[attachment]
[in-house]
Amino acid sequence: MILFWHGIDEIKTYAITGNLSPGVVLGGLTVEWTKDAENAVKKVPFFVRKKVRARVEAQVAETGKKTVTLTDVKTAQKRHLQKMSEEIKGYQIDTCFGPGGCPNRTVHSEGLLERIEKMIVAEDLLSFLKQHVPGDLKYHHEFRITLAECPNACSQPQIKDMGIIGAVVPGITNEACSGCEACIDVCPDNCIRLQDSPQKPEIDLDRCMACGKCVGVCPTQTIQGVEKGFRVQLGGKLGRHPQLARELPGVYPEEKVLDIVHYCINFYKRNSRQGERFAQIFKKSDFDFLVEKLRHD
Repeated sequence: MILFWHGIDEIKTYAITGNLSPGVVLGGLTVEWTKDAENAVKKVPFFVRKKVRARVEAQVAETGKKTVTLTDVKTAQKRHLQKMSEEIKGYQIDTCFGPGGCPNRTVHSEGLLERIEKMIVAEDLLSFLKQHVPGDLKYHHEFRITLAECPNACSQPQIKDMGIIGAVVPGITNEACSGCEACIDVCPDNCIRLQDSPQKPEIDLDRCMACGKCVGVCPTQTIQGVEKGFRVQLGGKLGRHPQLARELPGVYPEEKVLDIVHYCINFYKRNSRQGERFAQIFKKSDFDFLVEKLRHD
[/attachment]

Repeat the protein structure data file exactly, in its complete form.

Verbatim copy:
[in-house]
Amino acid sequence: MILFWHGIDEIKTYAITGNLSPGVVLGGLTVEWTKDAENAVKKVPFFVRKKVRARVEAQVAETGKKTVTLTDVKTAQKRHLQKMSEEIKGYQIDTCFGPGGCPNRTVHSEGLLERIEKMIVAEDLLSFLKQHVPGDLKYHHEFRITLAECPNACSQPQIKDMGIIGAVVPGITNEACSGCEACIDVCPDNCIRLQDSPQKPEIDLDRCMACGKCVGVCPTQTIQGVEKGFRVQLGGKLGRHPQLARELPGVYPEEKVLDIVHYCINFYKRNSRQGERFAQIFKKSDFDFLVEKLRHD
Repeated sequence: MILFWHGIDEIKTYAITGNLSPGVVLGGLTVEWTKDAENAVKKVPFFVRKKVRARVEAQVAETGKKTVTLTDVKTAQKRHLQKMSEEIKGYQIDTCFGPGGCPNRTVHSEGLLERIEKMIVAEDLLSFLKQHVPGDLKYHHEFRITLAECPNACSQPQIKDMGIIGAVVPGITNEACSGCEACIDVCPDNCIRLQDSPQKPEIDLDRCMACGKCVGVCPTQTIQGVEKGFRVQLGGKLGRHPQLARELPGVYPEEKVLDIVHYCINFYKRNSRQGERFAQIFKKSDFDFLVEKLRHD